This article has multiple issues. Please help improve it or discuss these issues on the talk page.
This article duplicates, in whole or part, the scope of other articles, specifically, Catboat. Please discuss this issue on the talk page and conform with Wikipedia's Manual of Style by replacing the section with a link and a summary of the repeated material, or by spinning off the repeated text into an article in its own right.(January 2014)
Also cat-rigged are catboats, a traditional style of wide-beamed, shallow-draft boat, typically gaff-rigged with a centreboard. Formerly common on the East Coast of the United States they are more commonly seen as dinghy-sized open daysailers and class racers.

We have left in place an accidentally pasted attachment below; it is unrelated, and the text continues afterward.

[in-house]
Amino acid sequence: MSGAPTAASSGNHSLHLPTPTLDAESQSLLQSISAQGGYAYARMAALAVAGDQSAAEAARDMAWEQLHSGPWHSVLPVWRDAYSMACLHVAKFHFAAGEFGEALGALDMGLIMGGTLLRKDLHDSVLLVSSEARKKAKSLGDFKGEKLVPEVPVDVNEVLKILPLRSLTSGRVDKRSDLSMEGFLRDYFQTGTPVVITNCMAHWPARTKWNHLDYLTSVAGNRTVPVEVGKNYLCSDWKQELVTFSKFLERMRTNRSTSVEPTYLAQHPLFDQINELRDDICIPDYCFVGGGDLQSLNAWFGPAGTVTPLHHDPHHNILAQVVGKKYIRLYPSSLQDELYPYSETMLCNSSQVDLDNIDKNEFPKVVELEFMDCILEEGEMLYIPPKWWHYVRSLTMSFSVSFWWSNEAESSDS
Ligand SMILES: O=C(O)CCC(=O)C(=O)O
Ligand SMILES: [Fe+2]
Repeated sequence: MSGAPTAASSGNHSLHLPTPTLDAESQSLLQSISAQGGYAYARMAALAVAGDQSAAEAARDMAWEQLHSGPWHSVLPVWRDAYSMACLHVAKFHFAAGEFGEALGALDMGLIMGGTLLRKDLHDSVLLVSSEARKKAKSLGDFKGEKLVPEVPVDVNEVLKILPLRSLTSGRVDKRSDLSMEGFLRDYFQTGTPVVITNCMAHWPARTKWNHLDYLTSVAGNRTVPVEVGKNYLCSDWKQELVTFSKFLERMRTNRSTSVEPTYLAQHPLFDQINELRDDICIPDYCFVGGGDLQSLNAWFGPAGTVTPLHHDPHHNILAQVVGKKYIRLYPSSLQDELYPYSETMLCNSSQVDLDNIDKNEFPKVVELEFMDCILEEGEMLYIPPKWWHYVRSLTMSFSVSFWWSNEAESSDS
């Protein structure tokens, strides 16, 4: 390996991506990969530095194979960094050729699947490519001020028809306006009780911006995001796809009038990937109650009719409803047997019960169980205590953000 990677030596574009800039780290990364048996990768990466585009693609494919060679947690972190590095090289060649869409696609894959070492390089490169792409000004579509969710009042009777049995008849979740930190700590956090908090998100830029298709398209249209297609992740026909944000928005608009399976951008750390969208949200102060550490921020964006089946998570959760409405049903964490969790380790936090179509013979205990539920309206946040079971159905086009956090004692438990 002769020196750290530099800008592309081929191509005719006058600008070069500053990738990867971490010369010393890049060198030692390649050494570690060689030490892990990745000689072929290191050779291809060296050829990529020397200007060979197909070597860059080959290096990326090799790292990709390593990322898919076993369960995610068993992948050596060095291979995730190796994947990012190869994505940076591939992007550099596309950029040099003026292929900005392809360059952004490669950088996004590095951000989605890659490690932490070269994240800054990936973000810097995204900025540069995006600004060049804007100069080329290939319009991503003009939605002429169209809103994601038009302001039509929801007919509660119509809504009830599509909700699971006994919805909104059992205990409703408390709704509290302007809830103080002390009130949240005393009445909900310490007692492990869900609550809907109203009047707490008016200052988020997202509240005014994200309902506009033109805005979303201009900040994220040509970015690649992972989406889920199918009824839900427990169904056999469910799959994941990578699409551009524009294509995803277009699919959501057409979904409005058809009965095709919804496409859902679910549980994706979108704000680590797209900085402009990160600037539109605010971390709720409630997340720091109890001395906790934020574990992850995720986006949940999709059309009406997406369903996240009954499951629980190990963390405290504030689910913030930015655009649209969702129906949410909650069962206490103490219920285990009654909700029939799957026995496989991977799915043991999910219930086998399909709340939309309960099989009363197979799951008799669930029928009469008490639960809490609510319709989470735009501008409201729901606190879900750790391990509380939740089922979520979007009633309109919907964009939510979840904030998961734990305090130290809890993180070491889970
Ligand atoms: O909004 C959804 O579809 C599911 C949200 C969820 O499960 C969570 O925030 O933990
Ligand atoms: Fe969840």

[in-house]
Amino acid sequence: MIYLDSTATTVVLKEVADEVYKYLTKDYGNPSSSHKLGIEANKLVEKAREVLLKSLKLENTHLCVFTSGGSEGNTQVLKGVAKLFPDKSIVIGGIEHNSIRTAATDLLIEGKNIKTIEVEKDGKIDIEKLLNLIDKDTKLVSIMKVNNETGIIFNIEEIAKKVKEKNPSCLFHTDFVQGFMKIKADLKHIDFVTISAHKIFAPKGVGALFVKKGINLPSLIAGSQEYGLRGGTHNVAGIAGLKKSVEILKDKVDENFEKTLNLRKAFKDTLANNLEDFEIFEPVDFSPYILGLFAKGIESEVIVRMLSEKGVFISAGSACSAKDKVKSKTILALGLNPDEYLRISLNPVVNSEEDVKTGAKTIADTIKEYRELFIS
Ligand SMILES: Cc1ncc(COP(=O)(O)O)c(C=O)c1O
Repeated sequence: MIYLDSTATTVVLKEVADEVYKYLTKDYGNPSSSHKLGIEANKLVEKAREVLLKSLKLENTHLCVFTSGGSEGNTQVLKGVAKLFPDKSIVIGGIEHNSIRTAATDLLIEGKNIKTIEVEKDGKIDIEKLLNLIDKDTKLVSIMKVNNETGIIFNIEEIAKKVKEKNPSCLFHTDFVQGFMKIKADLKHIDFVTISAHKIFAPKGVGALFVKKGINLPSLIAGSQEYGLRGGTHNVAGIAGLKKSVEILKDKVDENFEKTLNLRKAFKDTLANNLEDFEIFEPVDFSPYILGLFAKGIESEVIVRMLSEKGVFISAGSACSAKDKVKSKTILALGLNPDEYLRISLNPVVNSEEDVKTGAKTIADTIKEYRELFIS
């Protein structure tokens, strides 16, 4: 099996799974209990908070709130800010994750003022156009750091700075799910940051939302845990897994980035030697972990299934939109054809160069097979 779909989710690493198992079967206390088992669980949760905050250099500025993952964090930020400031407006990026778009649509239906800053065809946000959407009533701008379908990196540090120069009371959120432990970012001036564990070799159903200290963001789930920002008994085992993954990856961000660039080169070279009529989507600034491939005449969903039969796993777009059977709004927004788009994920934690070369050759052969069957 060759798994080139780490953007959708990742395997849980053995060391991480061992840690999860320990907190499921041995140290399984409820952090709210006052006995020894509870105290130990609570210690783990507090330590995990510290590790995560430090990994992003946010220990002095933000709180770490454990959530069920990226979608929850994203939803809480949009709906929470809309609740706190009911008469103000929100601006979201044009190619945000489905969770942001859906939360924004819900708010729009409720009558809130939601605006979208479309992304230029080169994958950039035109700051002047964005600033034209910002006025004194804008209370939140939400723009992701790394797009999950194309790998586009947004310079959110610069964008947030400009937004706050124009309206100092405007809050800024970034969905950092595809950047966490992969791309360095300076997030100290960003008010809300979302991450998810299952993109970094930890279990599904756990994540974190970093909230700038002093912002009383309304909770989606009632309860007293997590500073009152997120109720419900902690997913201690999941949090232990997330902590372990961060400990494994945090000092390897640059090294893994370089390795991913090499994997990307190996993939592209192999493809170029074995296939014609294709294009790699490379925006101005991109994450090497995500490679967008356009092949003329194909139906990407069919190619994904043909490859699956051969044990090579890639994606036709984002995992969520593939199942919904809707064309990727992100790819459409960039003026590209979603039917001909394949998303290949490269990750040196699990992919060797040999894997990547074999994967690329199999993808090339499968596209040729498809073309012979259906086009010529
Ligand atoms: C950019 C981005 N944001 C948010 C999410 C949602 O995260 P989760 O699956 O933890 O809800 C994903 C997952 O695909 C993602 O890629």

The terms cat-rigged, and catboat, should not be confused with catamarans. Catamarans are not related to the term cat-rigged. Though catamarans can of course be cat-rigged, if they have a single sail and no jib.
The term 'cat' may come from the 'cat head', a protruding cross beam, not far behind the bow, or head, of a sailing ship, to which the anchor was attached when the vessel was preparing for sea. The mast of a cat-rigged boat is stepped near the point that the 'cat head' would be.